Manchester United have posted the most spectacular profits for any British football club – while at the same time being part of its biggest debt.
Accounts to June 2008 reveal that annual turnover at the club has risen an incredible 22 per cent to £256.2m, underpinning a 7.5 per cent increase in profits to £80.4m. However, Red Football – the umbrella for United and its various offshoots – confirmed a loss of £44.8m, taking their overall debt to £649.4m.
Critics are bound to pounce on the figure as evidence of an unsustainable financial structure, questioning how it is possible for the Glazer family to make a profit if their losses are so high in a season as successful as the last one. Yet Manchester United's owners have never given any impression of being too concerned about the debt mountain itself, the payments for which were restructured two years ago and currently take £45.5m annually out of United's profits.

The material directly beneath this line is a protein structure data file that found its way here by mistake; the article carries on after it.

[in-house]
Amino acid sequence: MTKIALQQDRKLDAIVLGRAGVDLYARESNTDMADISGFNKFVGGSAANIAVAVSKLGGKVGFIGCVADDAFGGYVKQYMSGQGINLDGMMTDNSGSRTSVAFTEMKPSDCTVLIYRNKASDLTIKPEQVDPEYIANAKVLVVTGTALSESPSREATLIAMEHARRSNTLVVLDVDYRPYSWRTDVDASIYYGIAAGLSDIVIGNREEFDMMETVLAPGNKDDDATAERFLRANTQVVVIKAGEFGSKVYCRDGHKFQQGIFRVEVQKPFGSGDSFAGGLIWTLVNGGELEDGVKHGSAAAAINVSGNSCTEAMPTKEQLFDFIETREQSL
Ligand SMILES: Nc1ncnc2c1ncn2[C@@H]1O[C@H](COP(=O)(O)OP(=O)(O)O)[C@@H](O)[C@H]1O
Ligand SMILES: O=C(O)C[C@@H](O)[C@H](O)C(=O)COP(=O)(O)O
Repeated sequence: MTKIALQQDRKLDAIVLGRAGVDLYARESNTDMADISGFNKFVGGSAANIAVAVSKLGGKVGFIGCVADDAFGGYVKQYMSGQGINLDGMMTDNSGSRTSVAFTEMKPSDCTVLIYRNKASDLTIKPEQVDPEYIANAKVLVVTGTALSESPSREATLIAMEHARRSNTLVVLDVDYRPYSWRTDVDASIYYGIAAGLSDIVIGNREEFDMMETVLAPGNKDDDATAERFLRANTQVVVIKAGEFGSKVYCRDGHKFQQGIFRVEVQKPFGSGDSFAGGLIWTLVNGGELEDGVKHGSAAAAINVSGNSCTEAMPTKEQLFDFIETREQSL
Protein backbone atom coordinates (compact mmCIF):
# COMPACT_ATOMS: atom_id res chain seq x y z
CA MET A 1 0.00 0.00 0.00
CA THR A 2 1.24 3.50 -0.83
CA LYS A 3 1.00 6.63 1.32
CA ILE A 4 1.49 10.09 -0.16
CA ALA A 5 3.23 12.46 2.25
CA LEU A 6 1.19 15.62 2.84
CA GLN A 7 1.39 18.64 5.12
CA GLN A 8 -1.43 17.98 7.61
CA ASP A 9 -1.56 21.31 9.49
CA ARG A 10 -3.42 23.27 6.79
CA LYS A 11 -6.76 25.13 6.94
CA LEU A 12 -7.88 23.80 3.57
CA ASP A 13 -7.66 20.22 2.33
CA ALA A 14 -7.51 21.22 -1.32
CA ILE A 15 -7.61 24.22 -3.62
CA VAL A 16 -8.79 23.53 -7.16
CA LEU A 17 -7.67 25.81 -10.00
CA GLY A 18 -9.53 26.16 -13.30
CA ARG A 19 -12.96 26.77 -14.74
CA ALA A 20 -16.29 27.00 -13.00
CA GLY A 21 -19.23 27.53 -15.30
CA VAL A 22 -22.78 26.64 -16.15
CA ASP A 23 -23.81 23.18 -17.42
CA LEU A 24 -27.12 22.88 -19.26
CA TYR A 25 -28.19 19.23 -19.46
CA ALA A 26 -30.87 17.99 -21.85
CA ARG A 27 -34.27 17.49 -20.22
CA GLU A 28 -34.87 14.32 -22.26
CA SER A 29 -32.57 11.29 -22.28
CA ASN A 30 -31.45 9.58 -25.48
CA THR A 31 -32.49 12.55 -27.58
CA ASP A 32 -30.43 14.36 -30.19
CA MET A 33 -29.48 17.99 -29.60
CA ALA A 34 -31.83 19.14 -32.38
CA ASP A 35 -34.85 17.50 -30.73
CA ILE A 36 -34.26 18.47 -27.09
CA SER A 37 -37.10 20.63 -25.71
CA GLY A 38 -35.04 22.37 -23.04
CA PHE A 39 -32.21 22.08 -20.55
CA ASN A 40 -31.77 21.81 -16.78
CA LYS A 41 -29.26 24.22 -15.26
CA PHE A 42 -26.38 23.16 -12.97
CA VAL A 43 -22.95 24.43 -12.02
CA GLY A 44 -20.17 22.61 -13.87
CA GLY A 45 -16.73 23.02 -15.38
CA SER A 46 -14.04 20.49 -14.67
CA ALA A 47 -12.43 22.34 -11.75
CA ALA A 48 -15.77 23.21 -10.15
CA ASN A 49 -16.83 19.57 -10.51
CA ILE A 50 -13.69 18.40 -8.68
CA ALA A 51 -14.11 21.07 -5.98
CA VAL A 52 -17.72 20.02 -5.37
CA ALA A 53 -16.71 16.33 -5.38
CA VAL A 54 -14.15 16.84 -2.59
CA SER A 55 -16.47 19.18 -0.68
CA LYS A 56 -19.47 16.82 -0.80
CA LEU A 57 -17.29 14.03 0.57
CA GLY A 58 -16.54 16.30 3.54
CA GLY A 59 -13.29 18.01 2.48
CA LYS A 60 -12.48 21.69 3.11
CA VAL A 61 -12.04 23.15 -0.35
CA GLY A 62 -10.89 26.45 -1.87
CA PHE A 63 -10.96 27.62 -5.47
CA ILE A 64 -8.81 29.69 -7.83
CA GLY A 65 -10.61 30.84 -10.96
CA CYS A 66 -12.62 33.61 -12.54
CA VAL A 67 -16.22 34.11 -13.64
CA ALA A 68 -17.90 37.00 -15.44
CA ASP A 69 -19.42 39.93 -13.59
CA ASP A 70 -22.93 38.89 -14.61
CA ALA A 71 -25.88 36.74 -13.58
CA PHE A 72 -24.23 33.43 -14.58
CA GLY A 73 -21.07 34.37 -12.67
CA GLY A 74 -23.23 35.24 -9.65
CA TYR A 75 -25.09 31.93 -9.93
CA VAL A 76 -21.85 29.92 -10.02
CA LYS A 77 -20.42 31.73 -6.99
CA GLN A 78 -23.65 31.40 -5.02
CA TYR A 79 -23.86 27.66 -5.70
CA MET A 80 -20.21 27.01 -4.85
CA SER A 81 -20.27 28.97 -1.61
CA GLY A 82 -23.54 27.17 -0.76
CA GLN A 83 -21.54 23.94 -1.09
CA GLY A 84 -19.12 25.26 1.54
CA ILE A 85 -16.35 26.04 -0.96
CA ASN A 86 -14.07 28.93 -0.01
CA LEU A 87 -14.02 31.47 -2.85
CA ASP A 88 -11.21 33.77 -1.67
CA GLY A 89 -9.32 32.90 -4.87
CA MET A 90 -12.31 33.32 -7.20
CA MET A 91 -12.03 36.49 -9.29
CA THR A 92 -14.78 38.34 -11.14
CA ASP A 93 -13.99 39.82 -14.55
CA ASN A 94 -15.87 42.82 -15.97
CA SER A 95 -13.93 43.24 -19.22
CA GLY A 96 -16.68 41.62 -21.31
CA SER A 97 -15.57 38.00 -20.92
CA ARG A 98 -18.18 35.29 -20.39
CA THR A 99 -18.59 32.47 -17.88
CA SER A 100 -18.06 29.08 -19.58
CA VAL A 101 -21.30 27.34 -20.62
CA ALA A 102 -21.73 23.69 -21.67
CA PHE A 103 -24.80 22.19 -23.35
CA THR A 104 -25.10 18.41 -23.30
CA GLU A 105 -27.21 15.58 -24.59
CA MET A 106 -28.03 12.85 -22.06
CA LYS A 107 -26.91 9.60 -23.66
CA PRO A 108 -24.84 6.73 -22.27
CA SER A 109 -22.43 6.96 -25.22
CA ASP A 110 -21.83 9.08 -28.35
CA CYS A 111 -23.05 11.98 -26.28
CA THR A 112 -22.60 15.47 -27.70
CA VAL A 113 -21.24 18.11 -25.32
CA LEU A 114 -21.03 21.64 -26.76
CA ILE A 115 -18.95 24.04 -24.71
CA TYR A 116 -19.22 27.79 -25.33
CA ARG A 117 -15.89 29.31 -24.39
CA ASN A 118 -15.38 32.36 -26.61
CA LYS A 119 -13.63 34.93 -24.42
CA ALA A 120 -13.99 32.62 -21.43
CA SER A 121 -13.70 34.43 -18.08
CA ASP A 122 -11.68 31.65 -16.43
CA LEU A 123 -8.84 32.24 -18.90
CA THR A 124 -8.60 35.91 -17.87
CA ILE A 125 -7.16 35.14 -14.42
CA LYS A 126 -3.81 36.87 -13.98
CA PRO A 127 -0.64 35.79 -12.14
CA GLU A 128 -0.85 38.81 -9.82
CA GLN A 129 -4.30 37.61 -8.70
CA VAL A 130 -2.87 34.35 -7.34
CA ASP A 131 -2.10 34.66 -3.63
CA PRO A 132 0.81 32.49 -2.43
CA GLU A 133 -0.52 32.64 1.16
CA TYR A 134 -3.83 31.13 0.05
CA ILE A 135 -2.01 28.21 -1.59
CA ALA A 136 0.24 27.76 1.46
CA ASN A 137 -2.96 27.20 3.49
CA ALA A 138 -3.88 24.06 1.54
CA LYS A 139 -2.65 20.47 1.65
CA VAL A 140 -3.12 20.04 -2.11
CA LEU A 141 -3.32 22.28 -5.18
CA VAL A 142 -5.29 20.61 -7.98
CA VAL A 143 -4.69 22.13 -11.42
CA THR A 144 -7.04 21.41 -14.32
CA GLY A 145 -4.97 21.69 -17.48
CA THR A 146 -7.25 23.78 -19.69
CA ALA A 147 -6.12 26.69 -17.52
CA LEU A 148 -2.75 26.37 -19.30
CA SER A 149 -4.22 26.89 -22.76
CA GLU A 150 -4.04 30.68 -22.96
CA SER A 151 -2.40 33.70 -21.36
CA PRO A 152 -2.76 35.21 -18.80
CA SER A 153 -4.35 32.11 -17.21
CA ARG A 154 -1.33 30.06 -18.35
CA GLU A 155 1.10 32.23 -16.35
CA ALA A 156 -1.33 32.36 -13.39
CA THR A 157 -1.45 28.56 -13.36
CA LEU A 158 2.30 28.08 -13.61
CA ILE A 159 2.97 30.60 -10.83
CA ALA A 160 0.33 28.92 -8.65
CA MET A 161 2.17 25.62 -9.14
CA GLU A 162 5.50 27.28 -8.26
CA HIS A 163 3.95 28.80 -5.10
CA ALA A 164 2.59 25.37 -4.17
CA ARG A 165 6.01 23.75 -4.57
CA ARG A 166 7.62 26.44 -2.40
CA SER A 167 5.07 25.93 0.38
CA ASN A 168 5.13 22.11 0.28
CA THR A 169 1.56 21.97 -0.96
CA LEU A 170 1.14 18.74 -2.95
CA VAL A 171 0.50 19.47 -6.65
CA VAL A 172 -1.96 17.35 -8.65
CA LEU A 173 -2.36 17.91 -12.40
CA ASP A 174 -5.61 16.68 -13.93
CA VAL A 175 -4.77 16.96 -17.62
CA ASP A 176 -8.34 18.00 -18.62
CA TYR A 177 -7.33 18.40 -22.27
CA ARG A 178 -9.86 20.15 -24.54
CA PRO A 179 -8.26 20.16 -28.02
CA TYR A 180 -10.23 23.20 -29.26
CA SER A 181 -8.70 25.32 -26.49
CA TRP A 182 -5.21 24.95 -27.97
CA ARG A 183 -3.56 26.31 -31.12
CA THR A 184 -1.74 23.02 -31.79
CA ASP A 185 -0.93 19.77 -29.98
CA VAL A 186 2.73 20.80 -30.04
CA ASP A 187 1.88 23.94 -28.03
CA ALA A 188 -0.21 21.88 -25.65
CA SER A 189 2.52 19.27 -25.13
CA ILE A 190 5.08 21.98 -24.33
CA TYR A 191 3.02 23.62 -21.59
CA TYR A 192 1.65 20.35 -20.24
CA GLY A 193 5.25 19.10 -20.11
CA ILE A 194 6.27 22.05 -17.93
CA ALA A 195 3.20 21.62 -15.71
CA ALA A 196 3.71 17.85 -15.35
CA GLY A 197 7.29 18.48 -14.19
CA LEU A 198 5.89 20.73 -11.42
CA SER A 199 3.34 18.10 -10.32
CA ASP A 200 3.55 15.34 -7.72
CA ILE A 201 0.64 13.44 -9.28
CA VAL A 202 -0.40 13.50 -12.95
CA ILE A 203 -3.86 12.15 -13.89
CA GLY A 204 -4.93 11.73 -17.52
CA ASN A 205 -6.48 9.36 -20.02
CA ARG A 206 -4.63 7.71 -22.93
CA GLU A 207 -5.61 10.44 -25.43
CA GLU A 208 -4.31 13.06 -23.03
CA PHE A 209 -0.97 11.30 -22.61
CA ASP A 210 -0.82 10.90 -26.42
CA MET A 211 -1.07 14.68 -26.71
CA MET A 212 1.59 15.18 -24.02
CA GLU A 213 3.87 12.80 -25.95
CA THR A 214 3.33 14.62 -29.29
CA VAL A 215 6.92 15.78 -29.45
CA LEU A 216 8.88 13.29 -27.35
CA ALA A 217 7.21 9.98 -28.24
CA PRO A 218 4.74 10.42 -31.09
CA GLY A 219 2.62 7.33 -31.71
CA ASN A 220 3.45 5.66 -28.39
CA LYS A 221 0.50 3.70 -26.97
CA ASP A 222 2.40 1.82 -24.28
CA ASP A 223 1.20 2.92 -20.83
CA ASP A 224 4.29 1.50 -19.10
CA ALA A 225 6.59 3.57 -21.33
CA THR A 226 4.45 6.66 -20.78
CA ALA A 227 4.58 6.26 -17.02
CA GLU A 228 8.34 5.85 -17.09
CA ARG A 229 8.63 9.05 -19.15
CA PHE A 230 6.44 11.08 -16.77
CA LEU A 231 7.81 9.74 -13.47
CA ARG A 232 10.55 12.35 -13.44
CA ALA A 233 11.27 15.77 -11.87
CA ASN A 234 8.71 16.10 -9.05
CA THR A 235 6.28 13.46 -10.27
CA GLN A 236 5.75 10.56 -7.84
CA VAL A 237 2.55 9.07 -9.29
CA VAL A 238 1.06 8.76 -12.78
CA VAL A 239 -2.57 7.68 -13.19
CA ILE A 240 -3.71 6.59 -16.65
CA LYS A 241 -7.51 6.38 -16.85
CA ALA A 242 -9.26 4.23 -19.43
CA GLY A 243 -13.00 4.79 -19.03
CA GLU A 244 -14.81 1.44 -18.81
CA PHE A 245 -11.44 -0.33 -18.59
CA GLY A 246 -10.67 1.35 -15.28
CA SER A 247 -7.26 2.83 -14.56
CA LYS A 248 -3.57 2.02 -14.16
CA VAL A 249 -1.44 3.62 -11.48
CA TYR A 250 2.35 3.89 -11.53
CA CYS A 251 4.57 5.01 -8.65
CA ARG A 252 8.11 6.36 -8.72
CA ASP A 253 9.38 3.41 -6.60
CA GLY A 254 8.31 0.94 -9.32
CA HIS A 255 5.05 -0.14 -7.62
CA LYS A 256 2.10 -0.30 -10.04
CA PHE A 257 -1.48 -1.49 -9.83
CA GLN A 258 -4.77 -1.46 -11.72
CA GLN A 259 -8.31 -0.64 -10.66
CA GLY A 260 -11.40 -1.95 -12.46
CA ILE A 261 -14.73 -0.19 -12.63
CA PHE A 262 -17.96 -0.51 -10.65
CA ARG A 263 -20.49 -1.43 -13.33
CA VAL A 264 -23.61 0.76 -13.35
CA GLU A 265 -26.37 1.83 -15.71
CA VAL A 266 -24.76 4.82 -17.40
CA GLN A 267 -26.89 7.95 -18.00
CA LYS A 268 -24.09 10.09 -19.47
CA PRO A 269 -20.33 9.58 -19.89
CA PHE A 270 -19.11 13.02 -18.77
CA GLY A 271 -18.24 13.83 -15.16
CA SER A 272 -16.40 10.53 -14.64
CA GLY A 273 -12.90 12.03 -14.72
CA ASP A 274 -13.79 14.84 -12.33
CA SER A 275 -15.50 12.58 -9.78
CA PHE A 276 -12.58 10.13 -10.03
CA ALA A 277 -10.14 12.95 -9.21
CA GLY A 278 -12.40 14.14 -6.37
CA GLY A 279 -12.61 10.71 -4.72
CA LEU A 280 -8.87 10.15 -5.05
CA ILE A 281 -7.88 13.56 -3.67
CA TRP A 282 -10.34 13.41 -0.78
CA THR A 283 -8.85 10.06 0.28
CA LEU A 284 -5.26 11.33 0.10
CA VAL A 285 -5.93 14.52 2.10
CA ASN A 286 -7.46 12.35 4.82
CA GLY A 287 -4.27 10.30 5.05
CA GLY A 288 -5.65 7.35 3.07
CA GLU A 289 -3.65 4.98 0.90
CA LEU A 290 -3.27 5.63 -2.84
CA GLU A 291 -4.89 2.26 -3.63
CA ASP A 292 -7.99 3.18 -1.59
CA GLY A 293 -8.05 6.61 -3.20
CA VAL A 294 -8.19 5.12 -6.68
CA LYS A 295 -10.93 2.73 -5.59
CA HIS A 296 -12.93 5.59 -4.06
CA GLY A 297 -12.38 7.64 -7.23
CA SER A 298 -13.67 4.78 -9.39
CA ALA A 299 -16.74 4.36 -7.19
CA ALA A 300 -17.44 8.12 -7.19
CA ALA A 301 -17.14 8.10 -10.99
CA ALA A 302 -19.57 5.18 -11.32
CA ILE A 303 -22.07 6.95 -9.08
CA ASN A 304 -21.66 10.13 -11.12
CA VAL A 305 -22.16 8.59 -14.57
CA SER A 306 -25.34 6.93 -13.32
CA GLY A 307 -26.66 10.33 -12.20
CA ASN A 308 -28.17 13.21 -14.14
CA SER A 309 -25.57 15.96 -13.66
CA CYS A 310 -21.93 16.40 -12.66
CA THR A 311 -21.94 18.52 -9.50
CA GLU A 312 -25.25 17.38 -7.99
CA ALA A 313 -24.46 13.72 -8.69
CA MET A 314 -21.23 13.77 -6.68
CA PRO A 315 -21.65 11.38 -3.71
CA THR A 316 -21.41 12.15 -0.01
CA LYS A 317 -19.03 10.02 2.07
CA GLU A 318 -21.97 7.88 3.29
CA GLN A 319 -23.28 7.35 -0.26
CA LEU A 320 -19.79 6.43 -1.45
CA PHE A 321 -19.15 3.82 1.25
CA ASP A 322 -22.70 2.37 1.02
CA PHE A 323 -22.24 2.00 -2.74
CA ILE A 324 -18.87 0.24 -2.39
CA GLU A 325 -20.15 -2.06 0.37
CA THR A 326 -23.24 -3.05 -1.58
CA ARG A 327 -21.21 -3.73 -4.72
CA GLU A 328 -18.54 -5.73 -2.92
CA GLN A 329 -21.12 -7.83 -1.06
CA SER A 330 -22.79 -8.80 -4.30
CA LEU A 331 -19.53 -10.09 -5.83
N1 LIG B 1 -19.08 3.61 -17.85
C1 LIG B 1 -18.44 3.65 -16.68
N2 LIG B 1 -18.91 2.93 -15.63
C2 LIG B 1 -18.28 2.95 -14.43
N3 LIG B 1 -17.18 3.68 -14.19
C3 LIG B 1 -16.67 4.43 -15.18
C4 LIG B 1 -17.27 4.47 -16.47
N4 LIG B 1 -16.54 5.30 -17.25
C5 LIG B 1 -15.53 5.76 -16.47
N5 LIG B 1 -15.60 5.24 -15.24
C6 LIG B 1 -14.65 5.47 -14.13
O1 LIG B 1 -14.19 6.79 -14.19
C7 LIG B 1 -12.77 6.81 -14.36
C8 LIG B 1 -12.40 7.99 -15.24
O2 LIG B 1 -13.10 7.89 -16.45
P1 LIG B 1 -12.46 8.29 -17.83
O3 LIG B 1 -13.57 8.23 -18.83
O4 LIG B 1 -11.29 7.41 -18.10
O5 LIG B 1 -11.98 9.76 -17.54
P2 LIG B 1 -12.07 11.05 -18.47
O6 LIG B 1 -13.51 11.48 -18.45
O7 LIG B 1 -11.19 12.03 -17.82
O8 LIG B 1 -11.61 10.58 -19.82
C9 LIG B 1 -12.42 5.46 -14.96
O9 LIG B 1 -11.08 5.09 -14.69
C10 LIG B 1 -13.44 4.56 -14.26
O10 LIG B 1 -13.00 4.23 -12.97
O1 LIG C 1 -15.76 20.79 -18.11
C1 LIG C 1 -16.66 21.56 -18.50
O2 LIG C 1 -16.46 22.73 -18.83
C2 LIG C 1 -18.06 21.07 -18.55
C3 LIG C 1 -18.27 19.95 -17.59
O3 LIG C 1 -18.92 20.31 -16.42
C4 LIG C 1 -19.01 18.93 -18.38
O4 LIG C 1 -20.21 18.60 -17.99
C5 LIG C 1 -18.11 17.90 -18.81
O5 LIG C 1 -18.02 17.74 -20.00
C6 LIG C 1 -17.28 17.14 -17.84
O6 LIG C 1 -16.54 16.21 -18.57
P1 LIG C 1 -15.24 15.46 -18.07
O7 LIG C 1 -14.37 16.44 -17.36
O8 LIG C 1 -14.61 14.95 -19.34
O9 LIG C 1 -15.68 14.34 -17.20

Instead they prefer to maintain a drive for profits at a club whose overall value is estimated at over £1bn. Whether, in the current financial climate, they can continue to squeeze even more from the United brand is open to doubt.